Best Foreign Film: “Listen” by Ana Rocha De Sousa ex aequo with “Selva Tragica” by Yulene Olaizola

Il viaggio turismo Enit: “Padrenostro” by Claudio Noce

Premio Soundtrack Stars Award

Best Soundtrack: “Miss Marx” by Susanna Nicchiarelli; music by Gatto Ciliegia contro il Grande Freddo

Lifetime Achievement Award: Giorgio Moroder

musica&cinema Special Price: Diodato

Premio UNIMED: “Quo Vadis, Aida?” by Jasmila Žbanić

Premio Fair Play al Cinema – Vivere da Sportivi: “Nomadland” by Chloé Zhao

Special Mention: “City Hall” by Frederick Wiseman

10 Buzziest Movies for Sale in Toronto, From Idris Elba’s ‘Concrete Cowboy’ to Mark Wahlberg’s ‘Good Joe Bell’ (Photos)

TIFF 2020: “Pieces of a Woman,” “The Water Man,” “I Care A Lot” and more are getting attention from buyers

What the Cannes virtual marketplace proved earlier this year is that even without the in-person meetings, the red carpet galas and all the press hype, there’s still room for a lucrative sales market surrounding these virtual events. While that’s true of this year’s Toronto International Film Festival, the hybrid physical and virtual fest is operating on a slimmed-down lineup of movies. And with Oscar eligibility requirements pushed back to 2021, there isn’t the same need for all of these movies to make a splash. That said, we are looking forward to quite a bit at this year’s TIFF, and so are buyers.

Also Read: How the Pandemic Will Shake Up Toronto Film Festival’s (Virtual) Sales Market

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Golden State

Golden State Killer sentenced to life without parole, apologizes to victims – ABC News

Golden State Killer sentenced to life without parole, apologizes to victims – YouTube

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Golden State

Golden State Killer Suspect Pleads Guilty To More Than A Dozen Murders – NPR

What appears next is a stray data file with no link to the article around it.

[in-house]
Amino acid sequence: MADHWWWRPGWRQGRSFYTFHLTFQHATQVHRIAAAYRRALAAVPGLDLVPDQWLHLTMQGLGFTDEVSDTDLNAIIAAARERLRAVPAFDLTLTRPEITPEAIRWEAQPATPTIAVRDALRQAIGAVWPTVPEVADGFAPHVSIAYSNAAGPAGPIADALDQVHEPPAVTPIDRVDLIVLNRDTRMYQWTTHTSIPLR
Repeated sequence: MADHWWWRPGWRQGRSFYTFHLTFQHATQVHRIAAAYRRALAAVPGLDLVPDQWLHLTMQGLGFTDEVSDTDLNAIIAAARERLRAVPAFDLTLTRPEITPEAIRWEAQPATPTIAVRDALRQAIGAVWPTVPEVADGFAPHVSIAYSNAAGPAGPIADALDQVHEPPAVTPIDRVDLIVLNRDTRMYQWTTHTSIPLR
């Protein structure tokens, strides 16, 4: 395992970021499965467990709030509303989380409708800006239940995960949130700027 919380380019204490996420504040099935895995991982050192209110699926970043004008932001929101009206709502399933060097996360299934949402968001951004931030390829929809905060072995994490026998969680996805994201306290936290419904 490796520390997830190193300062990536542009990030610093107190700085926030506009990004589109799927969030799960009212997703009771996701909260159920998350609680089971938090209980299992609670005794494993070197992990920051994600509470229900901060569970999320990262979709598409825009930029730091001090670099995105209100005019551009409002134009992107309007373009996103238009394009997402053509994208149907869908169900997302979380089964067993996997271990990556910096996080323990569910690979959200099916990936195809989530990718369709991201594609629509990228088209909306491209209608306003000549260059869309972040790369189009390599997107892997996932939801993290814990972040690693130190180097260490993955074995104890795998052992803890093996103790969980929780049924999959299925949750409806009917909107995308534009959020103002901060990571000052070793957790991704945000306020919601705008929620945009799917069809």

Golden State Killer suspect Joseph James DeAngelo (center) pleaded guilty on Monday in Sacramento, Calif., to 13 murders and other related charges.

Rich Pedroncelli/AP

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Rich Pedroncelli/AP

Golden State Killer suspect Joseph James DeAngelo (center) pleaded guilty on Monday in Sacramento, Calif., to 13 murders and other related charges.

Rich Pedroncelli/AP

Wearing an orange jumpsuit and a clear face shield to protect against the coronavirus, former police officer Joseph James DeAngelo Jr. pleaded guilty on Monday to 13 counts of first-degree murder. The string of murders in the 1970s and ’80s terrorized California, and the suspect who committed them became known as the Golden State Killer.

DeAngelo, 74, sat in a wheelchair as he rasped out “yes” and “I admit” to the charges, after prosecutors described the grisly circumstances of each crime. Otherwise, he hardly spoke and did not look at the victims’ families.

“Mr. DeAngelo is acknowledging his guilt for the heinous crimes he has committed,” said Contra Costa County District Attorney Diana Becton. “There is really nothing that could give full justice because he has committed horrendous acts and murder up and down the state of California. But at least we can now begin the process — after decades — to bring some closure to families.”

The hearing took place in a makeshift courtroom within a ballroom at Sacramento State University, NPR’s Eric Westervelt reports from the scene. The chairs in the gallery were spaced 10 feet apart for social distancing, attorneys wore face shields, and sheriff’s deputies wore black face masks.

The long-unsolved murders grabbed headlines anew in 2018 when law enforcement officers announced they had identified DeAngelo as the suspect using DNA from a publicly available genealogy website to crack the case.